Euro-Area’s Recession Deepens on Slump in Investment, ExportsAngeline Benoit
The euro-area recession deepened in the first three months of the year as investment and exports plunged, and the region may continue to struggle this quarter.
Gross domestic product fell 0.2 percent, the European Union’s statistics office in Luxembourg said today, confirming an estimate on May 15. Investment as measured by gross fixed capital formation dropped 1.6 percent, subtracting 0.3 percentage points off GDP. Separate reports showed retail sales fell more than forecast in April and services shrank last month.
Europe’s economy is grappling with a record slump as unemployment at a record high and government austerity measures damp domestic demand. While an index of manufacturing rose last month, it still indicates contraction, and the European Central Bank will probably keep its key interest rate at a record-low 0.5 percent tomorrow after cutting it last month.
“No meaningful recovery looks by any means certain for the euro zone,” Jonathan Loynes, chief European economist at Capital Economics Ltd. in London said in a telephone interview. “There isn’t any real strength anywhere, German household spending looks like it picked up a little but exports have slowed down pretty sharply due to a decline in global demand and investment is pretty weak as well.”
Exports fell 0.8 percent in the first quarter from the previous three months, while imports dropped 1.1 percent, today’s report showed. Consumer spending rose 0.1 percent and government spending declined 0.1 percent. Inventories had a neutral impact on GDP in the quarter.
Efforts by euro-area authorities to calm the currency bloc’s debt crisis have yet to translate into an economic recovery. From a year earlier, the economy of the 17-nation euro area shrank 1.1 percent in the first quarter. In the 27-nation European Union, GDP fell 0.1 percent on the quarter and declined 0.7 percent from a year earlier.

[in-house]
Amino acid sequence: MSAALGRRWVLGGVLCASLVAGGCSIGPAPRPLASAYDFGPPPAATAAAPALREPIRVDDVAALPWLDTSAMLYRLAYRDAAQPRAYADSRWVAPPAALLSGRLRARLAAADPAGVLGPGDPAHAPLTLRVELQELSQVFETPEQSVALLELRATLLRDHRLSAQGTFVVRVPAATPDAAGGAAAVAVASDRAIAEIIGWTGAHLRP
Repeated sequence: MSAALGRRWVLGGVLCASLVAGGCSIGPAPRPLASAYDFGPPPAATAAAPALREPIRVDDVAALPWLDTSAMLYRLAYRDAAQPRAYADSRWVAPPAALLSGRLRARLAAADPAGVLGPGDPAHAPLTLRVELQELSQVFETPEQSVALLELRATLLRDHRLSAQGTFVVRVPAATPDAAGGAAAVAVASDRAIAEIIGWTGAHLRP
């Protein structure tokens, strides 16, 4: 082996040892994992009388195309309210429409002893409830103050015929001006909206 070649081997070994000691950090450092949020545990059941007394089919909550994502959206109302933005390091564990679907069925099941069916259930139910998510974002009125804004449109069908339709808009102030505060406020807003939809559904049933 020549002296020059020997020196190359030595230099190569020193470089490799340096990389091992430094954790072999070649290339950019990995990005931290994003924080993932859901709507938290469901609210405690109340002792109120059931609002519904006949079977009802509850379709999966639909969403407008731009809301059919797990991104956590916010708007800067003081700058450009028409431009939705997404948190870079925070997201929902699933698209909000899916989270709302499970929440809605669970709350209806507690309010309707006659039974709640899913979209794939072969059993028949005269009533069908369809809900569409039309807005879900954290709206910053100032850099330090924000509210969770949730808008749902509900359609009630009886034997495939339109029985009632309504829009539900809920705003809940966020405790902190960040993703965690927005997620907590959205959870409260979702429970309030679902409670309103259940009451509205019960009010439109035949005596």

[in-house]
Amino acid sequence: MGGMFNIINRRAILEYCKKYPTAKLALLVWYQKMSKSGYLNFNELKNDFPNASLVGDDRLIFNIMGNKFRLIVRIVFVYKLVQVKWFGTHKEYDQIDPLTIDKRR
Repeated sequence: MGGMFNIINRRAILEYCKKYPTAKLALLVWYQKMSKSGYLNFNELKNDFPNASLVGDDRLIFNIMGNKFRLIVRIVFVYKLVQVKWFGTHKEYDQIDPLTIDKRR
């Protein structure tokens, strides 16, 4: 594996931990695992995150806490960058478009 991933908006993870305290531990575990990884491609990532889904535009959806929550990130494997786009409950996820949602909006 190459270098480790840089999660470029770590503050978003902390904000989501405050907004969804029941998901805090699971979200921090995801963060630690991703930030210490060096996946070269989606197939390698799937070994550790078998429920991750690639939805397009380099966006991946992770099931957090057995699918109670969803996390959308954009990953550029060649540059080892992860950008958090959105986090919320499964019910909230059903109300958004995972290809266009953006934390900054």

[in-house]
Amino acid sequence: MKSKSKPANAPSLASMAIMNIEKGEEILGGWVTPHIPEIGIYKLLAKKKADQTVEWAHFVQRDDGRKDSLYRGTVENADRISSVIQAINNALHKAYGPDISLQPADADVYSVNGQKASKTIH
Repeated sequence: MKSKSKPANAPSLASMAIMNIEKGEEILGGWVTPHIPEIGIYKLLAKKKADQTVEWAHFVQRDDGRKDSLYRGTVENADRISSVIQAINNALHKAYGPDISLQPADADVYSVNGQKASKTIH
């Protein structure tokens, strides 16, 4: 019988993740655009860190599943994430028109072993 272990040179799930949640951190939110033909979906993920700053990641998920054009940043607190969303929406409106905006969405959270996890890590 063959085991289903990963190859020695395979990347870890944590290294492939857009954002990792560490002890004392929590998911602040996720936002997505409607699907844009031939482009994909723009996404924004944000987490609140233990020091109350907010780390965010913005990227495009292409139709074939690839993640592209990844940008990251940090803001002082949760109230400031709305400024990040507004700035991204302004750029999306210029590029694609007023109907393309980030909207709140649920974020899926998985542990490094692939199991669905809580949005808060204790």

Separate data today showed retail sales dropped 0.5 percent in April from March. Economists had forecast a 0.2 percent decline, according to the median of 22 estimates in a Bloomberg News survey. From a year earlier, retail sales were down 1.1 percent.
Also today, Markit Economics said its index of services activity rose to 47.2 last month from 47 in April. That’s below an initial estimate of 47.5 published on May 23.
The euro-area economy has contracted for a record six straight quarters. The Paris-based Organization for Economic Cooperation and Development has forecast that it will shrink 0.6 percent this year and expand 1.1 percent in 2014, lagging behind the U.S. Alstom SA, the world’s third-largest power-equipment maker, cut its profitability forecast last month amid lower demand from local utilities in Europe.
The ECB will publish its new economic forecasts tomorrow after a monthly meeting of its Governing Council. ECB President Mario Draghi said this week that while the outlook is “challenging,” he still anticipates a pickup in growth this year.
“Our baseline scenario continues to be one of a very gradual recovery starting in the latter part of this year,” Draghi said in the text of a speech in Shanghai.
In Germany, Europe’s largest economy, GDP rose 0.1 percent in the first quarter, the EU report showed. France’s economy contracted 0.2 percent, while Italy and Spain shrank 0.5 percent.